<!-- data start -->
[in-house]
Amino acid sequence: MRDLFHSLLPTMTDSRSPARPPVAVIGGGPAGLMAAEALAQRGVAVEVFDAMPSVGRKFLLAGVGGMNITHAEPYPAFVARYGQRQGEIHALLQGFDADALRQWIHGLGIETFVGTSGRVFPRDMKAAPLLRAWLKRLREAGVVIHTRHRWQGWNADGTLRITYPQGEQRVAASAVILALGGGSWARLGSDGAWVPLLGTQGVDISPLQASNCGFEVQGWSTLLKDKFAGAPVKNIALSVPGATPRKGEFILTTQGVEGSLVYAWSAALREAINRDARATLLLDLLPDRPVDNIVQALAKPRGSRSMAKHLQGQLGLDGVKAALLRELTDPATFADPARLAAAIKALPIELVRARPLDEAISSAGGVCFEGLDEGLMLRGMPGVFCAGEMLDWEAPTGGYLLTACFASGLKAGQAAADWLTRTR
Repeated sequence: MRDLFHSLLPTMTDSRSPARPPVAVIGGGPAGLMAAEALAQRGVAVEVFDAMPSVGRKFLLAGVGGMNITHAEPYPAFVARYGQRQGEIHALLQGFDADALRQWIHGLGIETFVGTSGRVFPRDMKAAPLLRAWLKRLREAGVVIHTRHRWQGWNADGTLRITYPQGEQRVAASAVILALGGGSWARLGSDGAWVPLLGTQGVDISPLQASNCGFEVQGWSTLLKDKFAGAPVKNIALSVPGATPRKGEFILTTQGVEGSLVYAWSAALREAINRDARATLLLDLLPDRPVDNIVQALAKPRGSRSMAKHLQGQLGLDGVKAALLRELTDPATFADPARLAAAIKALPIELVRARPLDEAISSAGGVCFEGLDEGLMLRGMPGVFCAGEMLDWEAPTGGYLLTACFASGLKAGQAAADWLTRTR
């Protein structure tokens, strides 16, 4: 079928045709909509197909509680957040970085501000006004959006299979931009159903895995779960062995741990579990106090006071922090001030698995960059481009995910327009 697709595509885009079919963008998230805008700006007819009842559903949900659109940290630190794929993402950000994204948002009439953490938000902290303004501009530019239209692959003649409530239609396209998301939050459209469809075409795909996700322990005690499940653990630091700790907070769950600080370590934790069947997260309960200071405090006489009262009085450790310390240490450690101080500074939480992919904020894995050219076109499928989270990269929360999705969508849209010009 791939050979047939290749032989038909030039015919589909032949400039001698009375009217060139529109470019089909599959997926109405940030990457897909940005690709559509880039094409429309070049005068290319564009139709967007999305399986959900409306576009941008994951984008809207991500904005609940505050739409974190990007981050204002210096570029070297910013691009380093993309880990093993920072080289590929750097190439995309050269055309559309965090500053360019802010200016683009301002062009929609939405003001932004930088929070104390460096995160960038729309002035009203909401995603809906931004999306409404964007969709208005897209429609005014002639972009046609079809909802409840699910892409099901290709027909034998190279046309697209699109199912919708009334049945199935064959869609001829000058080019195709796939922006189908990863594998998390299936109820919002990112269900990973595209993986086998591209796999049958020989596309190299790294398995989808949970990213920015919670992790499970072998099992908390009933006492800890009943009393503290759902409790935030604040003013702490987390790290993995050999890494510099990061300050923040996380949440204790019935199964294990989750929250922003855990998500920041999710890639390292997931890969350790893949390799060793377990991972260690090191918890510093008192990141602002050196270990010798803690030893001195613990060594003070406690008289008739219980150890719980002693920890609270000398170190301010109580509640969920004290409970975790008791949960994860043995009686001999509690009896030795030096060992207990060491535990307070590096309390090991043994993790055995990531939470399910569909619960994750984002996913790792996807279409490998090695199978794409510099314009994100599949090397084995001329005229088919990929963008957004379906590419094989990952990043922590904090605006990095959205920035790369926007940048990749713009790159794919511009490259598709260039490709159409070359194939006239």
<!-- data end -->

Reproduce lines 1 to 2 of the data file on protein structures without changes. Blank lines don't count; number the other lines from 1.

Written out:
[in-house]
Amino acid sequence: MRDLFHSLLPTMTDSRSPARPPVAVIGGGPAGLMAAEALAQRGVAVEVFDAMPSVGRKFLLAGVGGMNITHAEPYPAFVARYGQRQGEIHALLQGFDADALRQWIHGLGIETFVGTSGRVFPRDMKAAPLLRAWLKRLREAGVVIHTRHRWQGWNADGTLRITYPQGEQRVAASAVILALGGGSWARLGSDGAWVPLLGTQGVDISPLQASNCGFEVQGWSTLLKDKFAGAPVKNIALSVPGATPRKGEFILTTQGVEGSLVYAWSAALREAINRDARATLLLDLLPDRPVDNIVQALAKPRGSRSMAKHLQGQLGLDGVKAALLRELTDPATFADPARLAAAIKALPIELVRARPLDEAISSAGGVCFEGLDEGLMLRGMPGVFCAGEMLDWEAPTGGYLLTACFASGLKAGQAAADWLTRTR